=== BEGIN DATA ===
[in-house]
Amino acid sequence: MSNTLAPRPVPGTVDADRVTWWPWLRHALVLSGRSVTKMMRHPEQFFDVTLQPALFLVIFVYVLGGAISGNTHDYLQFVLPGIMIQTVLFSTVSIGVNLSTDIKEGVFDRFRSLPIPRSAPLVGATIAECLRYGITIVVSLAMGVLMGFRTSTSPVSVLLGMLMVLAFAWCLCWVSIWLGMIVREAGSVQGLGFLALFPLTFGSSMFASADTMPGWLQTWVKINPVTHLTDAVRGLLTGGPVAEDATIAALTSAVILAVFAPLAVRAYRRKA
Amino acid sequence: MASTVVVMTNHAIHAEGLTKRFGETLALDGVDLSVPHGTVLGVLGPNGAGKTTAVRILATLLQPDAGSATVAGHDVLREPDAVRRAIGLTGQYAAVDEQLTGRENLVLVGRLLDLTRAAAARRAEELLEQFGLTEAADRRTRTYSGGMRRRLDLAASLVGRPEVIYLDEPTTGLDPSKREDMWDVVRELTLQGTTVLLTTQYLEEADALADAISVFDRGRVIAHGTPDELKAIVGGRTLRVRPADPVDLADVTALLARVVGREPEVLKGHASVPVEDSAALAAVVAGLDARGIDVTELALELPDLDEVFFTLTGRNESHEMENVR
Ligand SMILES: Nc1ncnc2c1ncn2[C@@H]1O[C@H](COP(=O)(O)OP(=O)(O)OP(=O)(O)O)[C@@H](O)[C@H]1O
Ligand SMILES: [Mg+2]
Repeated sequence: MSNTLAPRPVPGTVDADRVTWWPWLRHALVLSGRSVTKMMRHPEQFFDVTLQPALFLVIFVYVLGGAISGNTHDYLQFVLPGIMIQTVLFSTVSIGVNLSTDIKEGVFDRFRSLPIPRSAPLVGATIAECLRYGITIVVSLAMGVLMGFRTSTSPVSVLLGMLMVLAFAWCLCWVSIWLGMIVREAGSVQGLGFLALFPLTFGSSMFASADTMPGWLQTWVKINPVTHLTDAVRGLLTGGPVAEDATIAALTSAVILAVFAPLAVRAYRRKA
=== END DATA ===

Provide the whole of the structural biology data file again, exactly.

[in-house]
Amino acid sequence: MSNTLAPRPVPGTVDADRVTWWPWLRHALVLSGRSVTKMMRHPEQFFDVTLQPALFLVIFVYVLGGAISGNTHDYLQFVLPGIMIQTVLFSTVSIGVNLSTDIKEGVFDRFRSLPIPRSAPLVGATIAECLRYGITIVVSLAMGVLMGFRTSTSPVSVLLGMLMVLAFAWCLCWVSIWLGMIVREAGSVQGLGFLALFPLTFGSSMFASADTMPGWLQTWVKINPVTHLTDAVRGLLTGGPVAEDATIAALTSAVILAVFAPLAVRAYRRKA
Amino acid sequence: MASTVVVMTNHAIHAEGLTKRFGETLALDGVDLSVPHGTVLGVLGPNGAGKTTAVRILATLLQPDAGSATVAGHDVLREPDAVRRAIGLTGQYAAVDEQLTGRENLVLVGRLLDLTRAAAARRAEELLEQFGLTEAADRRTRTYSGGMRRRLDLAASLVGRPEVIYLDEPTTGLDPSKREDMWDVVRELTLQGTTVLLTTQYLEEADALADAISVFDRGRVIAHGTPDELKAIVGGRTLRVRPADPVDLADVTALLARVVGREPEVLKGHASVPVEDSAALAAVVAGLDARGIDVTELALELPDLDEVFFTLTGRNESHEMENVR
Ligand SMILES: Nc1ncnc2c1ncn2[C@@H]1O[C@H](COP(=O)(O)OP(=O)(O)OP(=O)(O)O)[C@@H](O)[C@H]1O
Ligand SMILES: [Mg+2]
Repeated sequence: MSNTLAPRPVPGTVDADRVTWWPWLRHALVLSGRSVTKMMRHPEQFFDVTLQPALFLVIFVYVLGGAISGNTHDYLQFVLPGIMIQTVLFSTVSIGVNLSTDIKEGVFDRFRSLPIPRSAPLVGATIAECLRYGITIVVSLAMGVLMGFRTSTSPVSVLLGMLMVLAFAWCLCWVSIWLGMIVREAGSVQGLGFLALFPLTFGSSMFASADTMPGWLQTWVKINPVTHLTDAVRGLLTGGPVAEDATIAALTSAVILAVFAPLAVRAYRRKA